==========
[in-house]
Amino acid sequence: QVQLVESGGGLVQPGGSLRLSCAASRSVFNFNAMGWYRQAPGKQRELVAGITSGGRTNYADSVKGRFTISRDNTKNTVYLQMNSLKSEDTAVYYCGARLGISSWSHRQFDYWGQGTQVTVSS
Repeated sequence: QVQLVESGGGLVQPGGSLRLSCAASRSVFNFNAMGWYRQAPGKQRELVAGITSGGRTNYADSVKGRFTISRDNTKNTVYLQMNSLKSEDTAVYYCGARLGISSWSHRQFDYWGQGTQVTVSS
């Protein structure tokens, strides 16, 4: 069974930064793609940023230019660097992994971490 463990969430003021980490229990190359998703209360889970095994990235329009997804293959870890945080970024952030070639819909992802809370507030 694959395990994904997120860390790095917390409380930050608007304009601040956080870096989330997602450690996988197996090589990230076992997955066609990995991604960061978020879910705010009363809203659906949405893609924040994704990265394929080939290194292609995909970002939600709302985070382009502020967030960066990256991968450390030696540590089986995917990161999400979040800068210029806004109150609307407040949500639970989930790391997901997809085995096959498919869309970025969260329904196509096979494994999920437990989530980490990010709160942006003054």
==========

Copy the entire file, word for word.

[in-house]
Amino acid sequence: QVQLVESGGGLVQPGGSLRLSCAASRSVFNFNAMGWYRQAPGKQRELVAGITSGGRTNYADSVKGRFTISRDNTKNTVYLQMNSLKSEDTAVYYCGARLGISSWSHRQFDYWGQGTQVTVSS
Repeated sequence: QVQLVESGGGLVQPGGSLRLSCAASRSVFNFNAMGWYRQAPGKQRELVAGITSGGRTNYADSVKGRFTISRDNTKNTVYLQMNSLKSEDTAVYYCGARLGISSWSHRQFDYWGQGTQVTVSS
């Protein structure tokens, strides 16, 4: 069974930064793609940023230019660097992994971490 463990969430003021980490229990190359998703209360889970095994990235329009997804293959870890945080970024952030070639819909992802809370507030 694959395990994904997120860390790095917390409380930050608007304009601040956080870096989330997602450690996988197996090589990230076992997955066609990995991604960061978020879910705010009363809203659906949405893609924040994704990265394929080939290194292609995909970002939600709302985070382009502020967030960066990256991968450390030696540590089986995917990161999400979040800068210029806004109150609307407040949500639970989930790391997901997809085995096959498919869309970025969260329904196509096979494994999920437990989530980490990010709160942006003054």